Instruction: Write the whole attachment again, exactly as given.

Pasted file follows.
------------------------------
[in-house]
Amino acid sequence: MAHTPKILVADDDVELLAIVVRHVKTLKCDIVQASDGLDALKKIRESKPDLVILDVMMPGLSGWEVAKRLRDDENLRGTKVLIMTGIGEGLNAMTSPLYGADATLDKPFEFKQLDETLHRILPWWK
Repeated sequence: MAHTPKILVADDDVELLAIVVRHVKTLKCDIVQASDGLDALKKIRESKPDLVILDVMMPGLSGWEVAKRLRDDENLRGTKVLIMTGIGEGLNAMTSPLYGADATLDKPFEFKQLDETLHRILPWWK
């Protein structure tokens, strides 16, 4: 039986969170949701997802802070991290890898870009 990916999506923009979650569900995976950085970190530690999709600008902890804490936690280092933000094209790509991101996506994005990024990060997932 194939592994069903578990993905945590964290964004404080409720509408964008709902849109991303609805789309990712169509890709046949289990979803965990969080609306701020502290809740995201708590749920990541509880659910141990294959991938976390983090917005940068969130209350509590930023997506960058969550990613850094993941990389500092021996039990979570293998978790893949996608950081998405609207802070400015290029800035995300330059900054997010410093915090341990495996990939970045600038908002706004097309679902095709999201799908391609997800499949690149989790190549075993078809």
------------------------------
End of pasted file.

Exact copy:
[in-house]
Amino acid sequence: MAHTPKILVADDDVELLAIVVRHVKTLKCDIVQASDGLDALKKIRESKPDLVILDVMMPGLSGWEVAKRLRDDENLRGTKVLIMTGIGEGLNAMTSPLYGADATLDKPFEFKQLDETLHRILPWWK
Repeated sequence: MAHTPKILVADDDVELLAIVVRHVKTLKCDIVQASDGLDALKKIRESKPDLVILDVMMPGLSGWEVAKRLRDDENLRGTKVLIMTGIGEGLNAMTSPLYGADATLDKPFEFKQLDETLHRILPWWK
């Protein structure tokens, strides 16, 4: 039986969170949701997802802070991290890898870009 990916999506923009979650569900995976950085970190530690999709600008902890804490936690280092933000094209790509991101996506994005990024990060997932 194939592994069903578990993905945590964290964004404080409720509408964008709902849109991303609805789309990712169509890709046949289990979803965990969080609306701020502290809740995201708590749920990541509880659910141990294959991938976390983090917005940068969130209350509590930023997506960058969550990613850094993941990389500092021996039990979570293998978790893949996608950081998405609207802070400015290029800035995300330059900054997010410093915090341990495996990939970045600038908002706004097309679902095709999201799908391609997800499949690149989790190549075993078809």